Ralph Waldo Emerson And The Mexican-American War

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Ralph Waldo Emerson was an American philosopher and an outspoken critic of slavery who is famous for leading the Transcendentalist movement in the nineteenth century, and famous for stressing the importance of self-reliance and individualism. “During the Mexican-American war, he is known for his famous quote, “The United States will conquer Mexico, but it will be as the man who swallows the arsenic which brings him down in turn. Mexico will poison us.” The immediate cause of this war was the annexation of Texas by the United States in 1845 amidst the opposition from Mexico, and Emerson Waldo was always open to express his profound disapproval” (“A Biography of America”).
Through the words, “Mexico will poison us” Emerson Waldo meant that although the United States had the power to conquer Mexico, the aftermath was not counter-productive to its positive development. “He feared that the ultra-expansionist ambitions of the United States were tainted by ulterior motives, which in the long run would only harm the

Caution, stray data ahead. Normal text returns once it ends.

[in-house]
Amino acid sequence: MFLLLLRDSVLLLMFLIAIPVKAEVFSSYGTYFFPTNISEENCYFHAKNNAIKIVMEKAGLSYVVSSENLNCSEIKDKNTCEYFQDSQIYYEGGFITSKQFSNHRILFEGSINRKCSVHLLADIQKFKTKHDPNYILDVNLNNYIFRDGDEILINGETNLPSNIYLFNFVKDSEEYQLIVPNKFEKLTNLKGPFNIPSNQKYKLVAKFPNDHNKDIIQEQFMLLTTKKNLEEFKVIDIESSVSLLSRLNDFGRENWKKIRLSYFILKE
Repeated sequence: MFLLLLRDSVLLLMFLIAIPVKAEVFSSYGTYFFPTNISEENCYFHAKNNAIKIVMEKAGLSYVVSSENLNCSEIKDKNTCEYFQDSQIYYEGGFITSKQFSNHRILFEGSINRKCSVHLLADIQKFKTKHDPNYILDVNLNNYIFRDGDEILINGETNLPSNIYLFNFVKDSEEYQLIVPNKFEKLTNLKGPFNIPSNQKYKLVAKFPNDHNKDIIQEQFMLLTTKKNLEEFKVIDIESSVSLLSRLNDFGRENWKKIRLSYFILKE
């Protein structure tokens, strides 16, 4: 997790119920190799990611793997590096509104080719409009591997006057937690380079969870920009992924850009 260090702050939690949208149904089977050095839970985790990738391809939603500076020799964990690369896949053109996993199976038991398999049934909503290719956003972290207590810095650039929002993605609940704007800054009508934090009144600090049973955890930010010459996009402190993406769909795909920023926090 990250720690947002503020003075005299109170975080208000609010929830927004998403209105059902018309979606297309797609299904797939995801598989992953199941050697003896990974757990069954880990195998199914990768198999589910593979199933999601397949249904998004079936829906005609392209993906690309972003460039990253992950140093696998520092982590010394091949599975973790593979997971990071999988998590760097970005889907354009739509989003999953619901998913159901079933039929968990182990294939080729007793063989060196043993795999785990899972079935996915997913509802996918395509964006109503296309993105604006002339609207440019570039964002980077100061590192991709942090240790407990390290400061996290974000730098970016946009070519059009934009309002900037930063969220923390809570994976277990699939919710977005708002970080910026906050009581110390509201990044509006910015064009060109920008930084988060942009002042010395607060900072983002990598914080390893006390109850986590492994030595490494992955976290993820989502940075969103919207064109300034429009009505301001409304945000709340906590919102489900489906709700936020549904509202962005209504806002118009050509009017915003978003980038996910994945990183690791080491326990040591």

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The history of the Mexican-American war dates back to 1835, when Texas seceded from Mexico. The main reason behind the secession was that Mexico had banned slavery. Critics of the war were convinced that the war was a precipitated power play by the southern slave owners to expand new lands for slavery and acquire new slave states. After the conclusion of the war, there was the acquisition of new territories that amassed to about one third of the total American land. This meant that, in addition to the already existing slave states like Louisiana, Arkansas and Missouri, Texas had significantly increased the southern slave institution. Because the Northerners feared the same fate as the southerners and those from the west, they labeled the war a slave power conspiracy. This inevitable question of slavery and the subsequent events are what led to the American Civil War fifteen years